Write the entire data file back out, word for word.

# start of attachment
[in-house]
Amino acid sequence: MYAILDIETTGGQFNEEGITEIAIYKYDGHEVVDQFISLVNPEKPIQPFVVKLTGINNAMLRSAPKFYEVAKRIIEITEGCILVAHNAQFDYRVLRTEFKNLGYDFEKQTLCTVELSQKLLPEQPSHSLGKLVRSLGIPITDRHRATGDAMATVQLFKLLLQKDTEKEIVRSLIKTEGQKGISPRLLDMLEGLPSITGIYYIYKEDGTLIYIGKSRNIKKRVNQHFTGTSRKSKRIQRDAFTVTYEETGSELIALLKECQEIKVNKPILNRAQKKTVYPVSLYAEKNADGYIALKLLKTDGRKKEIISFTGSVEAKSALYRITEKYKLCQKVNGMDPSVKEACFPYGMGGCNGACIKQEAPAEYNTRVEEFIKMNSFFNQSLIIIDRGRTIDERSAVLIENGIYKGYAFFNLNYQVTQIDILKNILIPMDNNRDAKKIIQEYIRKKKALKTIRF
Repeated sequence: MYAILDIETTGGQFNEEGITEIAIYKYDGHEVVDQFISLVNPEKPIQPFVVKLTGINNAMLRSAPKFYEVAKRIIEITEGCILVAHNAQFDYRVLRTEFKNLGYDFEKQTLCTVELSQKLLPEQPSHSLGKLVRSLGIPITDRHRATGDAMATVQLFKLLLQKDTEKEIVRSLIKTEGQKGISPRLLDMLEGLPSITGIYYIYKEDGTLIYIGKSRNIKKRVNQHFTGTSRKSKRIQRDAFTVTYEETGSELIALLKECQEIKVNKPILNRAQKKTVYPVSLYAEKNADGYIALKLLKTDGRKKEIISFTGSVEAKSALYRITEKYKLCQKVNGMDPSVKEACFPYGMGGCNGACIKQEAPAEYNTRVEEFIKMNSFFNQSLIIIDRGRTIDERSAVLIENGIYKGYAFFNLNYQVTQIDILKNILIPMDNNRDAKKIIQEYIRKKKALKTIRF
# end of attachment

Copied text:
[in-house]
Amino acid sequence: MYAILDIETTGGQFNEEGITEIAIYKYDGHEVVDQFISLVNPEKPIQPFVVKLTGINNAMLRSAPKFYEVAKRIIEITEGCILVAHNAQFDYRVLRTEFKNLGYDFEKQTLCTVELSQKLLPEQPSHSLGKLVRSLGIPITDRHRATGDAMATVQLFKLLLQKDTEKEIVRSLIKTEGQKGISPRLLDMLEGLPSITGIYYIYKEDGTLIYIGKSRNIKKRVNQHFTGTSRKSKRIQRDAFTVTYEETGSELIALLKECQEIKVNKPILNRAQKKTVYPVSLYAEKNADGYIALKLLKTDGRKKEIISFTGSVEAKSALYRITEKYKLCQKVNGMDPSVKEACFPYGMGGCNGACIKQEAPAEYNTRVEEFIKMNSFFNQSLIIIDRGRTIDERSAVLIENGIYKGYAFFNLNYQVTQIDILKNILIPMDNNRDAKKIIQEYIRKKKALKTIRF
Repeated sequence: MYAILDIETTGGQFNEEGITEIAIYKYDGHEVVDQFISLVNPEKPIQPFVVKLTGINNAMLRSAPKFYEVAKRIIEITEGCILVAHNAQFDYRVLRTEFKNLGYDFEKQTLCTVELSQKLLPEQPSHSLGKLVRSLGIPITDRHRATGDAMATVQLFKLLLQKDTEKEIVRSLIKTEGQKGISPRLLDMLEGLPSITGIYYIYKEDGTLIYIGKSRNIKKRVNQHFTGTSRKSKRIQRDAFTVTYEETGSELIALLKECQEIKVNKPILNRAQKKTVYPVSLYAEKNADGYIALKLLKTDGRKKEIISFTGSVEAKSALYRITEKYKLCQKVNGMDPSVKEACFPYGMGGCNGACIKQEAPAEYNTRVEEFIKMNSFFNQSLIIIDRGRTIDERSAVLIENGIYKGYAFFNLNYQVTQIDILKNILIPMDNNRDAKKIIQEYIRKKKALKTIRF